For example, on p. 150, he begins a paragraph with: "The Proud Boys' gender exclusivity speaks to two things." He goes on to tell us the first thing, but then forgets the second thing altogether, jarringly changing the topic to the New Right's stance on free speech. And then there's chapter 13 ("The New Hwite"), the most tedious chapter in the book, whose excessive editorializing reads like an imaginary argument and gets in the way of understanding the subject of the chapter.

    For those who still care about this sort of thing, it's worth noting that the physical quality of the hardcover version is quite poor. The paper and binding are both cheap, and the use of non-acid-free paper means the pages will turn yellow and brittle with age. Not a deal-breaker for most people, but you're not exactly getting your money's worth either.

    Overall, I recommend this book for its wealth of insights and the evenness of its analysis.

  • Ben Kramer

    Michael Malice will definitively spoil whatever pleasant delusion you may have about the new right. From a left perspective, it could be the idea that the movement wholly consists of nonintellectual, immoral, social outcasts living in their parents' basements. From the right, it's that, to the extent it exists at all, the new right is just a small, disunited assortment of provocateurs whose importance is being magnified by the media. For almost all of us, it's to simply write these people off as

    Michael Malice will definitively spoil whatever pleasant delusion you may have about the new right. From a left perspective, it could be the idea that the movement wholly consists of nonintellectual, immoral, social outcasts living in their parents' basements. From the right, it's that, to the extent it exists at all, the new right is just a small, disunited assortment of provocateurs whose importance is being magnified by the media. For almost all of us, it's to simply write these people off as crazy. Simply put, it's uncomfortable to have these delusions very reasonably disproved.

    However, as it quickly becomes clear, there is tremendous risk in not taking the new right seriously enough (or in considering their ideas so heretical that entertaining them long enough to construct an intellectual challenge is immoral). Effectively, we are fueling a violently dangerous and internally contradictory movement built on certain unspeakable (and therefore, unthinkable) truths.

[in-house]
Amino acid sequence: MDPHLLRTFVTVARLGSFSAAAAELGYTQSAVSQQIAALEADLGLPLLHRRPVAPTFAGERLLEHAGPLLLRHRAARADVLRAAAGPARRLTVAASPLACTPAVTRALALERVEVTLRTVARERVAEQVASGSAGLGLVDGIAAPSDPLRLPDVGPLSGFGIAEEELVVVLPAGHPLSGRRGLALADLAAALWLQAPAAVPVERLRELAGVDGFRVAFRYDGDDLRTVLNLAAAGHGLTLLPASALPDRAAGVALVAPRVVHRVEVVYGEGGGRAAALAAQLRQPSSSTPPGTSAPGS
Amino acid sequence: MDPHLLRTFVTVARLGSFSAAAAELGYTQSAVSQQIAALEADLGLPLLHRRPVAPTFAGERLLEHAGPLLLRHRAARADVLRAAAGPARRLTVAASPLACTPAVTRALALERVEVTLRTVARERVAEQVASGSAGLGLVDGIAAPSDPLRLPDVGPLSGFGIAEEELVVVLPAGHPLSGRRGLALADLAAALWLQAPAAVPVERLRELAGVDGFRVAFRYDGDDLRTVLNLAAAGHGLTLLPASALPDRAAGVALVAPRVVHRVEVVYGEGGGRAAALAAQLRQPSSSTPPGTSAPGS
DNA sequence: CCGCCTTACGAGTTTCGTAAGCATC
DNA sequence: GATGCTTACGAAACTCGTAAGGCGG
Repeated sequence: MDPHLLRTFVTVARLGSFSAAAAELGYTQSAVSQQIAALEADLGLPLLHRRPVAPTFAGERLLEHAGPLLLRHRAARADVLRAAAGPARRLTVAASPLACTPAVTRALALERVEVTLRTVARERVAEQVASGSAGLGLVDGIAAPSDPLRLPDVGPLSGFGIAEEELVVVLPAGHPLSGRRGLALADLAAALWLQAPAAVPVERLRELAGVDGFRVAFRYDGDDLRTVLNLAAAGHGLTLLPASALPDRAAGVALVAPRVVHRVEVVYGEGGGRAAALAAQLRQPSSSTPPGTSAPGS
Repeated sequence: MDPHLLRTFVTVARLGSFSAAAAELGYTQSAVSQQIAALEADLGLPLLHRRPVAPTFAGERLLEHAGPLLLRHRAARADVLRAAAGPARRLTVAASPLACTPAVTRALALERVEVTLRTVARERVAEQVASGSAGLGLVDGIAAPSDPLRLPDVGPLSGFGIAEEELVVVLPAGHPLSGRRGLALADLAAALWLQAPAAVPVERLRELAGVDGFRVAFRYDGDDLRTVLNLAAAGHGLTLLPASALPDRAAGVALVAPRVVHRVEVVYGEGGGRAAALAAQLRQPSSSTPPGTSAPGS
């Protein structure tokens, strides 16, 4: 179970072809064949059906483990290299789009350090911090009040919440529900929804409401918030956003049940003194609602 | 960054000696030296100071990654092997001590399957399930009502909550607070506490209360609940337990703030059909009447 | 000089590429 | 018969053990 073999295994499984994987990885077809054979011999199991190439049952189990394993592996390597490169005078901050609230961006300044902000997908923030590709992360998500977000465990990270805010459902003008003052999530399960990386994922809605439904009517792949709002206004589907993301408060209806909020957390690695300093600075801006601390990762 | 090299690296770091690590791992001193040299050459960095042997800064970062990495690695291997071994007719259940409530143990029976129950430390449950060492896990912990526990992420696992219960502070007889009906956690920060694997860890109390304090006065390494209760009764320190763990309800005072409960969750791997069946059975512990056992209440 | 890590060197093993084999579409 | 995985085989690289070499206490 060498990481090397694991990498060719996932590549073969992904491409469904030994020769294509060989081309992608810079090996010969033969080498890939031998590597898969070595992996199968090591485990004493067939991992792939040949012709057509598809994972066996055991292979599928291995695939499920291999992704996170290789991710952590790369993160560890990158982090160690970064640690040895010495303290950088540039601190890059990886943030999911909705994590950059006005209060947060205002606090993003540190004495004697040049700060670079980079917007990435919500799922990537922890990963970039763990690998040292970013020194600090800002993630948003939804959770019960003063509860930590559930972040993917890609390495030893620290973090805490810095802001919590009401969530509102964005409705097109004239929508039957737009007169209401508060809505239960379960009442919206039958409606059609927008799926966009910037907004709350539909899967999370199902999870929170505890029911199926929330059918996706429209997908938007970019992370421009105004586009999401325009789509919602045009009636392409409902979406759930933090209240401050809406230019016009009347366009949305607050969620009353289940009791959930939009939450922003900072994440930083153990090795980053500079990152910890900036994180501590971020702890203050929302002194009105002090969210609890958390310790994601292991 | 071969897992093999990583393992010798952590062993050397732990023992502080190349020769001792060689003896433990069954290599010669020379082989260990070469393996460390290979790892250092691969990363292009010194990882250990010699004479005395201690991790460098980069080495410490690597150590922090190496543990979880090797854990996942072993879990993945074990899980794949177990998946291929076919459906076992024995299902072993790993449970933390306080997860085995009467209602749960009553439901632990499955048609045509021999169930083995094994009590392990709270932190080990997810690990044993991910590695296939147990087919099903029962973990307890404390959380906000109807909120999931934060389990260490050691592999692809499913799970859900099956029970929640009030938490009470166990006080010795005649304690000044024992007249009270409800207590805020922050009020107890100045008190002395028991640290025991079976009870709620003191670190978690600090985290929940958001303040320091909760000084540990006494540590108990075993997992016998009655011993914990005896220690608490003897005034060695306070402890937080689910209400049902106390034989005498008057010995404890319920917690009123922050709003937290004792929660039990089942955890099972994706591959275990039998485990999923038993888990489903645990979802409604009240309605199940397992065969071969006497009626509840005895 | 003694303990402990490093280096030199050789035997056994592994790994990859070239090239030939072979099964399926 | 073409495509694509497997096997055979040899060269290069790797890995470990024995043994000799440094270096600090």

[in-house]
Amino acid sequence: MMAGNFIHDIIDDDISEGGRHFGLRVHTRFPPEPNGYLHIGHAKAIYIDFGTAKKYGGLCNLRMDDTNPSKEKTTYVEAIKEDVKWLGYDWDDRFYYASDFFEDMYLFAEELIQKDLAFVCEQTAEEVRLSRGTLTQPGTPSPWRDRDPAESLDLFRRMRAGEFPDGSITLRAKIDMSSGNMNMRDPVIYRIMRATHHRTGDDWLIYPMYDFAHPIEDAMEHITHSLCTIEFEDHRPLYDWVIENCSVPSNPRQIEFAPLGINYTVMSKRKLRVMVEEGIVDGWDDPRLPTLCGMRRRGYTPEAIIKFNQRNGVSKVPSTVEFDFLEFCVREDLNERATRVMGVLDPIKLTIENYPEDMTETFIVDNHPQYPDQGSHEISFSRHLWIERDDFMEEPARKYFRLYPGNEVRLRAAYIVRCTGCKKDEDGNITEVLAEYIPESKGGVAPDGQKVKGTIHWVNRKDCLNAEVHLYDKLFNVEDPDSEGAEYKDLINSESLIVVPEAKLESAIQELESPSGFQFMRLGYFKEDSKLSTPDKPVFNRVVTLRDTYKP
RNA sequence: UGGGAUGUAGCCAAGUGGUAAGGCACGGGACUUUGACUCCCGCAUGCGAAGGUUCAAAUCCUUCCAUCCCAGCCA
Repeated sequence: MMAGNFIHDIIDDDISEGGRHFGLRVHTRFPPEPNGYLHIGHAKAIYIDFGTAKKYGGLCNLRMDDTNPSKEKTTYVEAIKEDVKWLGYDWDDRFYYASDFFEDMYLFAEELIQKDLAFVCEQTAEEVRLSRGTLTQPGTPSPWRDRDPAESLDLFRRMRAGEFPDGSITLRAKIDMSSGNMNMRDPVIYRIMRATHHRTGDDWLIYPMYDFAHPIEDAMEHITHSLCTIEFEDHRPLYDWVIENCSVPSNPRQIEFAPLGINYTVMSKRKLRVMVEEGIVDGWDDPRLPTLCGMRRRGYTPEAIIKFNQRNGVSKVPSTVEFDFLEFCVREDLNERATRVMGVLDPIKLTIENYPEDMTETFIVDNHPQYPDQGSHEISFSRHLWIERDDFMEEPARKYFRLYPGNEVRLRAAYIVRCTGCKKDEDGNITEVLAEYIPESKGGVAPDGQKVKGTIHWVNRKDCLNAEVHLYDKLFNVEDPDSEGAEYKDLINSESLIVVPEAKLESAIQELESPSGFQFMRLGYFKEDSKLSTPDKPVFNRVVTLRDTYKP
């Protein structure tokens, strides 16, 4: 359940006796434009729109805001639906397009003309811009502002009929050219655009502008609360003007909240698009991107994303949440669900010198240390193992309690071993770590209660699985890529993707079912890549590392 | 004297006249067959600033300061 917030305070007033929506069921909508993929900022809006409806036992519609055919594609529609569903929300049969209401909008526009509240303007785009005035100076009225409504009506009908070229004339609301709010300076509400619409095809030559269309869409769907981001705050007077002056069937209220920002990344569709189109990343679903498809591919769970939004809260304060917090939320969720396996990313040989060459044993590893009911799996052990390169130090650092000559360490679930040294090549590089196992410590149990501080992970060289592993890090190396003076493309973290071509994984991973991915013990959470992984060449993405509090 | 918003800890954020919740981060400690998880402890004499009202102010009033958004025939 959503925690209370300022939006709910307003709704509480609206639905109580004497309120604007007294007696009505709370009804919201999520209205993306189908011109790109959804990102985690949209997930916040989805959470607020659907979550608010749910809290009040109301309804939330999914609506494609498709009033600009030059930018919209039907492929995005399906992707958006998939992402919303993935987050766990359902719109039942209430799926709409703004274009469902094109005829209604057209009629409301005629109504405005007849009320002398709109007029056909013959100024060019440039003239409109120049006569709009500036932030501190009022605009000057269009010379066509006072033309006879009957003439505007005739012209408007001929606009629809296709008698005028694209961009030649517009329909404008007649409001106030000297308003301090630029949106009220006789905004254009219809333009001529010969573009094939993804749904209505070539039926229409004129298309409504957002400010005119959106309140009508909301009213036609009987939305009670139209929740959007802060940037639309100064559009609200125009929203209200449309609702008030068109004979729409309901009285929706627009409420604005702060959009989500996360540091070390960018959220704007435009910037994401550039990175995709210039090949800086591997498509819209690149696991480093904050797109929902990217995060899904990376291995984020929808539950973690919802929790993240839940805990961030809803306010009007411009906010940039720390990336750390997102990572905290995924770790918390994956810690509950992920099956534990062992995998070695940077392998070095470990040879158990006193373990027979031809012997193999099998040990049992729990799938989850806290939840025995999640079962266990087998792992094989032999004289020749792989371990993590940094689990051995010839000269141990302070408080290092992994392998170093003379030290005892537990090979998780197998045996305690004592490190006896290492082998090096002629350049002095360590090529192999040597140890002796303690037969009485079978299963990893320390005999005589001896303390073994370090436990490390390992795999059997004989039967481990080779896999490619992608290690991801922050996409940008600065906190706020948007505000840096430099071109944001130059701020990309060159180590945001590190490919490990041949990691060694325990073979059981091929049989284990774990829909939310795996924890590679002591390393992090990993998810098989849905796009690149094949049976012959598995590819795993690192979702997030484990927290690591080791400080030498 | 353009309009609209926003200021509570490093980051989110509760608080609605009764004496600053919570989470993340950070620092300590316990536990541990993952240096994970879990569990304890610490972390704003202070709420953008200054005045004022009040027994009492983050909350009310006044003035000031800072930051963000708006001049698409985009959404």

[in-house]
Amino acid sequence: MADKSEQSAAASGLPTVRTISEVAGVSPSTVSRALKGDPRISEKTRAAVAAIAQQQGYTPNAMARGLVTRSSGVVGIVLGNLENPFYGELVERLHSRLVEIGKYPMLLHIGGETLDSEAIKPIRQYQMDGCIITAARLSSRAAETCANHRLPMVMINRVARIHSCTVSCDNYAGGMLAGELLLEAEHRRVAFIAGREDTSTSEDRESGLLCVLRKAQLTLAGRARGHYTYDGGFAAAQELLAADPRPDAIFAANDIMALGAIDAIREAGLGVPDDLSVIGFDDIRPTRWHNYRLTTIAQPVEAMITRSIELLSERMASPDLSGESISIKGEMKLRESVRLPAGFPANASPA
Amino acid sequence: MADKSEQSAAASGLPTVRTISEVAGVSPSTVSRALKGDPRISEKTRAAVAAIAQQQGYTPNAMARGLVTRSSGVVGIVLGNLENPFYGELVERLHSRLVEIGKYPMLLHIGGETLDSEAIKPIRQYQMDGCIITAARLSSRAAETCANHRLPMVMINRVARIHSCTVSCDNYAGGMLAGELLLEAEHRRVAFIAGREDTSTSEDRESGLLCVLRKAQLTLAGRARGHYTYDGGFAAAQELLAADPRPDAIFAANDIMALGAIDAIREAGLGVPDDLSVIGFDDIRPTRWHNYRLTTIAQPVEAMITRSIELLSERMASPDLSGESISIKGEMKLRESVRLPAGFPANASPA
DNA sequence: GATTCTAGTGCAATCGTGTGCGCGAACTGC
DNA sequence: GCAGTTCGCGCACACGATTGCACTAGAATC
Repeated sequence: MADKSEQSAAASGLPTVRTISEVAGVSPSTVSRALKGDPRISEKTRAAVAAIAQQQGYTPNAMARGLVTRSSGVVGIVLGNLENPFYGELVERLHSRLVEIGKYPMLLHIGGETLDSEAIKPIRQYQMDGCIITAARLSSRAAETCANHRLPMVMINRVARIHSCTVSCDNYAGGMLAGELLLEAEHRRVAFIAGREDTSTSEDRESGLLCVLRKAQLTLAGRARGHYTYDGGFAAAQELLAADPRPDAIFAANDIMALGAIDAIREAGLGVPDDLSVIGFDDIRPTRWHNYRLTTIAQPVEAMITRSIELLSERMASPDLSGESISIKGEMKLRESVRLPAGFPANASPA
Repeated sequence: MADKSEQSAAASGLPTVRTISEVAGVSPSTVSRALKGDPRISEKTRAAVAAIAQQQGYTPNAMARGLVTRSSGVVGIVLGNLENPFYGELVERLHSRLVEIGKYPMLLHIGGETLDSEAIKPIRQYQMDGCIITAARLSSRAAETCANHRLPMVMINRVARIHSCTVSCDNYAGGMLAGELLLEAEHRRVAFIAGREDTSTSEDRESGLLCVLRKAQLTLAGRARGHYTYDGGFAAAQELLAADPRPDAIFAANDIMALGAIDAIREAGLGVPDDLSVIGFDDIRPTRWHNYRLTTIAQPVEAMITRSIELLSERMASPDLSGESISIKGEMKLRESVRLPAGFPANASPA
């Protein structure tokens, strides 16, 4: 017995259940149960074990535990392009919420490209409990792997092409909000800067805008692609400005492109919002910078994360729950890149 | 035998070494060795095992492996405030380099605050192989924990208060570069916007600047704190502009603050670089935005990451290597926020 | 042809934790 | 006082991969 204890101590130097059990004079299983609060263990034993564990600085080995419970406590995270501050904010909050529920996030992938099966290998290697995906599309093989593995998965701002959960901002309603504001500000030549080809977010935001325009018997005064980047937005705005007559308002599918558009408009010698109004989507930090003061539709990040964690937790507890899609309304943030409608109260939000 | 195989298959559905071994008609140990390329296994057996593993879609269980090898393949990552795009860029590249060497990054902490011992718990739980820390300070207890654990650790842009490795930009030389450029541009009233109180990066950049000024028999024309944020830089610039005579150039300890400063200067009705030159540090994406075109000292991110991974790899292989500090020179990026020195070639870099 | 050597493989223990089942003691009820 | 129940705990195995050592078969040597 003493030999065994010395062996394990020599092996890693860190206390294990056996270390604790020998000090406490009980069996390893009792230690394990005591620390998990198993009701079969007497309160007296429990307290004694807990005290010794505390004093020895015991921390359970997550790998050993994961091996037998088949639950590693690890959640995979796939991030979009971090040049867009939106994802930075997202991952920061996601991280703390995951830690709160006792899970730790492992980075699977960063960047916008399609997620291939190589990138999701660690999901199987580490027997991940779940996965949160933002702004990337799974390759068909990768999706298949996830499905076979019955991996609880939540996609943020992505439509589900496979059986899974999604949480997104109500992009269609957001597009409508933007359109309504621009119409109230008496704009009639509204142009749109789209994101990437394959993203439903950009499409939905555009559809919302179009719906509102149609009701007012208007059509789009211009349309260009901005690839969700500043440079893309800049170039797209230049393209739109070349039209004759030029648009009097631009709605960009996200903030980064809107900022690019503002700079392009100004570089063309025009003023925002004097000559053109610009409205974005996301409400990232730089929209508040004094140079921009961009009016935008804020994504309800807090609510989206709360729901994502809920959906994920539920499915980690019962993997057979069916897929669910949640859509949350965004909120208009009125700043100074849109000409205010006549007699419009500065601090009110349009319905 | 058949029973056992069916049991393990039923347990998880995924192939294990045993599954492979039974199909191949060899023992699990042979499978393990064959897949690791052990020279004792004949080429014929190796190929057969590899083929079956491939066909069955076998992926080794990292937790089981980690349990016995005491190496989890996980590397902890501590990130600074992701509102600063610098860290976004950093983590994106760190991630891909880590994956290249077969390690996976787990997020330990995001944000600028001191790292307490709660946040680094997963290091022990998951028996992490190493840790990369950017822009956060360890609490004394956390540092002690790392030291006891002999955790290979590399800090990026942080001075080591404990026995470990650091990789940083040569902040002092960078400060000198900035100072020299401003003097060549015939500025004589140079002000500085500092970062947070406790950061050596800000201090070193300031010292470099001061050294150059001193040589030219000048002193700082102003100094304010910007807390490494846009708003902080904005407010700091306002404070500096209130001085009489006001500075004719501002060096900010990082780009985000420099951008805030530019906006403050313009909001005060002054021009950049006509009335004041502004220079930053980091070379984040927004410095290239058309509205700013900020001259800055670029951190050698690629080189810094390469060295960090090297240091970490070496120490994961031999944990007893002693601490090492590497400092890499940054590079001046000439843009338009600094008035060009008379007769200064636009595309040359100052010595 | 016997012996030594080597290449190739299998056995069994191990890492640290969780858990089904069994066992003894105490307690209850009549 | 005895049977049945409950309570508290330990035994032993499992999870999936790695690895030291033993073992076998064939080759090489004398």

Regardless of ideology, there is no one who will find this book comfortable, beyond the clear thinking and humorous writing style. This is all the more reason why anyone genuinely trying to understand the current political environment should put this at the top of their list.

  • Shane

    A fun and interesting read. Malice starts with ancient history (the 1980's) and the crossing and diverging paths of Ayn Rand, Murray Rothbard, and Pat Buchanan. It then dives into first person accounts of modern voices in both the heart and fringes of today's "New Right"

    The first person account and Malice's humor and wit make the last half of the book just fly by. I wish there was a larger sampling of the different facets represented but I understand that as a first person telling it is limited

    A fun and interesting read. Malice starts with ancient history (the 1980's) and the crossing and diverging paths of Ayn Rand, Murray Rothbard, and Pat Buchanan. It then dives into first person accounts of modern voices in both the heart and fringes of today's "New Right"

    The first person account and Malice's humor and wit make the last half of the book just fly by. I wish there was a larger sampling of the different facets represented but I understand that as a first person telling it is limited by the authors contacts and experience.

    That would be my only complaint is that the book seemed too short by far. There could be a whole second volume just flushing out all the details. Maybe someday.

  • Slavisa

    I do not understand why this book is so highly esteemed by other reviewers. The first quarter, about the emergence and formation of the New Right from various strands of thought, is the most interesting part. The rest of the book, however, generally retells a number of recent media-related events and describes several more or less well-known figures prominent in the new right (Coulter, Cernovich, Milo, etc.). It would make an interesting and engaging overview if you had slept over the past five

    I do not understand why this book is so highly esteemed by other reviewers. The first quarter, about the emergence and formation of the New Right from various strands of thought, is the most interesting part. The rest of the book, however, generally retells a number of recent media-related events and describes several more or less well-known figures prominent in the new right (Coulter, Cernovich, Milo, etc.). It would make an interesting and engaging overview if you had slept over the past five years and missed everything. But if you had paid any attention, even if you followed politics in the media only superficially as I did, there is nothing truly novel or original here.